When asked several years ago to name the question she gets most frequently from her fans, the English novelist Kate Atkinson replied without hesitation, “When is Jackson Brodie coming back?”
Were Brewer’s Dictionary of Phrase and Fable still up and running, this question would surely be the definitive example of looking a gift horse in the mouth.
Atkinson has published 12 books of fiction, four of them featuring Brodie, her police officer turned private detective. At the time she fielded the question above, she had just published Life After Life, one of this century’s best novels (OK, going for broke here: any century at all).
Life After Life was the first of three books that looked at World War II—the run up, the duration, and the fallout—from various angles and experiences. The other two books, A God in Ruins and Transcription, were not as good as the first, but they were still absorbing reading. It’s just that Life After Life casts a very long shadow.
But all of them viscerally portrayed the physical and emotional effects of war. Just as Tolstoy wrote well about the Napoleonic wars he’d never seen, Atkinson has given us perhaps our best rendition of what it was like to live through the Blitz, even though she was born years after the war ended.
So, in the face of that accomplishment, it seems rather greedy to be yearning for the return of Jackson Brodie. Not that I don’t understand the impulse. Brodie is a wonderful character, a man of good intentions, unlucky in love, sometimes luckier in his professional life, but not always. And he’s the perfect antidote to the genre cliche of the detective who neatly sews up every case. Brodie is more like Jake Gittes in Chinatown: he stumbles on the truth while looking for something else and it nearly destroys him.
But now, at least, happiness has arrived for all those yearning Brodie fans (one of whom in print called him “dreamy,” which just shows what I don’t know, since that would be about the last word I’d associate with this long-suffering, often baffled man besieged by ex-wives, ex-girlfriends, offspring, and wayward, dissembling clients: “‘I don’t understand,’ Jackson said. “He didn’t know why he didn’t get that sentence tattooed on his forehead.”).
So yes, Jackson Brodie has returned in Atkinson’s latest, Big Sky.
And a small part of me almost wishes he hadn’t.
You will not catch me saying bad things about Atkinson. No one thinks more highly of this novelist than I do (like me she plainly has Aga envy—so she must be a genius). When I’m going through the mail and find a new Atkinson book, my first thought is always, oh good, now I have something to read tonight. Not a thought inspired by almost any other living writer.
But this time, she’s undertaken to write about not one but two gangs of sexual predators, one that directly preys on teen girls and boys and one engaged in sex trafficking. That was, I’m thinking, perhaps— unwise.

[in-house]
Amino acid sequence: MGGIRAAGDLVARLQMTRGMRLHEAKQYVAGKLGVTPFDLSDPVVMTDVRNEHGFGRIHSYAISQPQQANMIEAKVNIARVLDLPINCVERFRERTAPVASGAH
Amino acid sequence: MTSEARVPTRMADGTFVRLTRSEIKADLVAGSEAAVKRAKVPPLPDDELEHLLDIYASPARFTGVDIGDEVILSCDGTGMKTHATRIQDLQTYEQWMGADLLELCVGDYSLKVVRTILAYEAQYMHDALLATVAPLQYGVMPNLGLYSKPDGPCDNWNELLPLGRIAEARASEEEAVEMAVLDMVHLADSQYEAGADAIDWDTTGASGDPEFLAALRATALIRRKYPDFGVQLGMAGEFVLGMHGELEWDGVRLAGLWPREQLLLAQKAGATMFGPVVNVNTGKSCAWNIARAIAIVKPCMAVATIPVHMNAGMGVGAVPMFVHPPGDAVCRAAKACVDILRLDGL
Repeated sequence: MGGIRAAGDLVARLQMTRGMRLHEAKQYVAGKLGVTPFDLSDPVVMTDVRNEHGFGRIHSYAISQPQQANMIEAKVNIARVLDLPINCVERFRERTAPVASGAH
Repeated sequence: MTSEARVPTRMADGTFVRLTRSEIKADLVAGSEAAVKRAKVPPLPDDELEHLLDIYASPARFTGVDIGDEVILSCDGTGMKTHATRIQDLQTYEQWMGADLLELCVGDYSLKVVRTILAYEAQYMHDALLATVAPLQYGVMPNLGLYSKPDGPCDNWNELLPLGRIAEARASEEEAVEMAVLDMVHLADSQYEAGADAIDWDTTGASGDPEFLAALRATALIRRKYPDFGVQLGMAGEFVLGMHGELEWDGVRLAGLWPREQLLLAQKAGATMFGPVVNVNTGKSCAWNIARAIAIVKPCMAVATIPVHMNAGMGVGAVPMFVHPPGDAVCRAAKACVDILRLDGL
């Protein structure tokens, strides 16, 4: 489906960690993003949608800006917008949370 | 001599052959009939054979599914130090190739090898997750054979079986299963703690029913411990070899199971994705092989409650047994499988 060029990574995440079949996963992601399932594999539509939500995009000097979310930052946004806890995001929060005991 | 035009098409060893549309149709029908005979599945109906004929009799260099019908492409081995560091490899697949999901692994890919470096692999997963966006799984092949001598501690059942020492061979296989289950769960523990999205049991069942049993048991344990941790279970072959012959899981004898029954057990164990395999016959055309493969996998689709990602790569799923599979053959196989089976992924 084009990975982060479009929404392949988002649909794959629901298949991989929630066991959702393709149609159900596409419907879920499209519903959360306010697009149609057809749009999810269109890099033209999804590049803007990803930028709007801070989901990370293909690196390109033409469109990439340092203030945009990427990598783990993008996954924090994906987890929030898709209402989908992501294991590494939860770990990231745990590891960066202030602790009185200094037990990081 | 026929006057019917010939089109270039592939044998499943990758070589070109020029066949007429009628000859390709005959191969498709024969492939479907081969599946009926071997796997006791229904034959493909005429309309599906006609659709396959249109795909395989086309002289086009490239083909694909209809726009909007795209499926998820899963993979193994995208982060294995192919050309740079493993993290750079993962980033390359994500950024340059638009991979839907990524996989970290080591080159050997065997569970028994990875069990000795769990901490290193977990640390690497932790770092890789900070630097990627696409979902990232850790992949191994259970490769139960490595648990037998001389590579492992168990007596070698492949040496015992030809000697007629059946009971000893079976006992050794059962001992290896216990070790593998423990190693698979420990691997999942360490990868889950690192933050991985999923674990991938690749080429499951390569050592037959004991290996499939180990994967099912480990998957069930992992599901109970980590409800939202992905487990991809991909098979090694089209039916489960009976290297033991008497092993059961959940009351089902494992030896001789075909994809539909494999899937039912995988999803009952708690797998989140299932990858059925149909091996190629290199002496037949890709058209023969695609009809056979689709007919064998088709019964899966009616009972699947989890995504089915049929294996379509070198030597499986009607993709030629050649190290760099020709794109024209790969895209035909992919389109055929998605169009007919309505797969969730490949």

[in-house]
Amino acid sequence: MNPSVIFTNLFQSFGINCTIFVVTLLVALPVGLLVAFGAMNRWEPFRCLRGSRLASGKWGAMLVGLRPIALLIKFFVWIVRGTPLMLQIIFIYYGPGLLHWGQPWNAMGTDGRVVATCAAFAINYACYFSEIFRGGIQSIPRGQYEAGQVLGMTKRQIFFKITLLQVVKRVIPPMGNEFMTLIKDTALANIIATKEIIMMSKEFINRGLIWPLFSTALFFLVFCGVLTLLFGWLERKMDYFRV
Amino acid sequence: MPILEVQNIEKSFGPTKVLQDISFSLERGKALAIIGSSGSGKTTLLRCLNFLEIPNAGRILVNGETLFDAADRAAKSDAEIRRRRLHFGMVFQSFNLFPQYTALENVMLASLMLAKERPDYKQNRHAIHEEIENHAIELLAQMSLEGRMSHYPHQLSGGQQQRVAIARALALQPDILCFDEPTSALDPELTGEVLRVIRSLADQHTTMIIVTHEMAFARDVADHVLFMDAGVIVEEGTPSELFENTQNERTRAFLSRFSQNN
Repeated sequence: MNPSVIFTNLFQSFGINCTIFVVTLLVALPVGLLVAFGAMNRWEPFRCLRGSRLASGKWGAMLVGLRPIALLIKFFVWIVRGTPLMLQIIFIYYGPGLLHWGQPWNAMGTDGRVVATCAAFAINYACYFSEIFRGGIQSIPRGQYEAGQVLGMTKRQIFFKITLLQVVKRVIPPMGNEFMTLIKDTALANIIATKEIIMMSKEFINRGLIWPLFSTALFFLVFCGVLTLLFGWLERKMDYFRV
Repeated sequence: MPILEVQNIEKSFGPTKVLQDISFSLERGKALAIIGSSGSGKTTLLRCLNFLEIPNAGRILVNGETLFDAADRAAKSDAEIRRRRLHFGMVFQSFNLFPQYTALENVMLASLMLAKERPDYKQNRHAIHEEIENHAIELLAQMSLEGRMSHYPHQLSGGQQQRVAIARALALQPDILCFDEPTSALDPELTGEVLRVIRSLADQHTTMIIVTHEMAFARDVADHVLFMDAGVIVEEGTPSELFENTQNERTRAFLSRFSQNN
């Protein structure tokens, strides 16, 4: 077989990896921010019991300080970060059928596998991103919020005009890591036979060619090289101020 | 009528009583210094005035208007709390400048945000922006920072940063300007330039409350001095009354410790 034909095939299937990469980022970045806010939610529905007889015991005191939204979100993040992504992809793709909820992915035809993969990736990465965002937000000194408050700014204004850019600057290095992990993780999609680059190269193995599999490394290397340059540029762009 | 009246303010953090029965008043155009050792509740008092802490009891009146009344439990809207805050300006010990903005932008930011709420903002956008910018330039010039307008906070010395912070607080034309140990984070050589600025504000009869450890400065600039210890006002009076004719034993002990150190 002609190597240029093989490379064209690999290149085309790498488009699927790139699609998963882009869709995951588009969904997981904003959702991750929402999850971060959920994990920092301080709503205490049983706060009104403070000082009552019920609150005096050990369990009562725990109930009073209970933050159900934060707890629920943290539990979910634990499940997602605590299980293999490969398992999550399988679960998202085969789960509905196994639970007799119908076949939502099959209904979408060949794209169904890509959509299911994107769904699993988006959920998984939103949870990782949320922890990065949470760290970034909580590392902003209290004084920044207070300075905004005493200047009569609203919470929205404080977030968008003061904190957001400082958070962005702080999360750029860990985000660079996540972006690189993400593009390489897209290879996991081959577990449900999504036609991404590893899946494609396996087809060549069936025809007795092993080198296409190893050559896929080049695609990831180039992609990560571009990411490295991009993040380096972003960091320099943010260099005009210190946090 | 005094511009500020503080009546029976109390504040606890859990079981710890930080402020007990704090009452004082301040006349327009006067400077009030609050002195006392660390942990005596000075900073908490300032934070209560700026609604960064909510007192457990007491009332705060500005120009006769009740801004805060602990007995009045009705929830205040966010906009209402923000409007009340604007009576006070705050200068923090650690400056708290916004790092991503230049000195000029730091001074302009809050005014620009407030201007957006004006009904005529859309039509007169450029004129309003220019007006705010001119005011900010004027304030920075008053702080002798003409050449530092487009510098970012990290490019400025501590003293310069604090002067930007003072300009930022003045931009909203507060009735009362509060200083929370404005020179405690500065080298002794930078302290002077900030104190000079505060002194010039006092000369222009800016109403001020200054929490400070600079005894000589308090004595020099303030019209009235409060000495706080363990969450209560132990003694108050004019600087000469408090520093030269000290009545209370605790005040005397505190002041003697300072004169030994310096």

Put another way, it’s one more thing to blame on Jeffrey Epstein.
If the horror of the Epstein story were not everywhere in the news, I might not have had this thought. After all, crime writers—--and Atkinson, at least when writing about Brodie, is a crime writer, different though she may be—often inject their stories with subjects in the news. Sometimes it’s opportunistic, sometimes not.
I don’t think Atkinson is an opportunist. There’s nothing lurid about her story, and she certainly doesn’t include any details that might inadvertently excite an actual pedophile. But if you set her story alongside the actual details of Epstein that have surfaced in news accounts, her horrors pale by comparison. Which, I’m sure, is nothing she foresaw.
There are certain topics that for various reasons do not lend themselves to fiction. It is extremely hard, to cite the most obvious example, to write convincingly or persuasively about music. Some crucial thing always gets lost in the telling. The same with politics. Only a handful of novels come close to capturing a whiff of, say, Washington’s machinations, and in the era of Trump, none at all.
It is almost as hard, judging by the evidence, to write well about sex, or at least without unintentionally making readers laugh.
And it is apparently impossible to write convincingly about sex offenders. Because if Atkinson can’t do it, I’m not sure any author can. Nabokov would seem the obvious exception, but even his fire pales before the grisly likes of Epstein.
Reading about Epstein, you can’t help realizing that no fiction can capture this terrible story. The news does not have to explain its monsters. It merely has to put the crimes before the public. Fiction writers, on the other hand, have an obligation not to the facts but the truth. That’s a much more daunting chore. And they are hobbled at every turn by the censorious voice in their heads that says, you’re just making this up—no matter how detailed or specifically you write, there is no way you can convey the actual horror of the real crimes so ever present in the media. And if authors don’t tell themselves this, their readers will.
It is noteworthy that with one exception Atkinson does not try to go inside the minds of her villains, and the one whose mind she does explore is wracked with guilt. Perhaps she felt that the unrepentant characters were even more chilling when drawn as otherwise normal people. And indeed it is troubling to read about such people going about the routines of their lives as though they were what they seemed—businessmen, lawyers, travel agents—and not the evil men they in fact are.
But ultimately, the horrors in Big Sky pale beside the horrors that we confront anew with every new revelation about Epstein and his circle, and there is nothing Atkinson can do about that, no matter how great she is.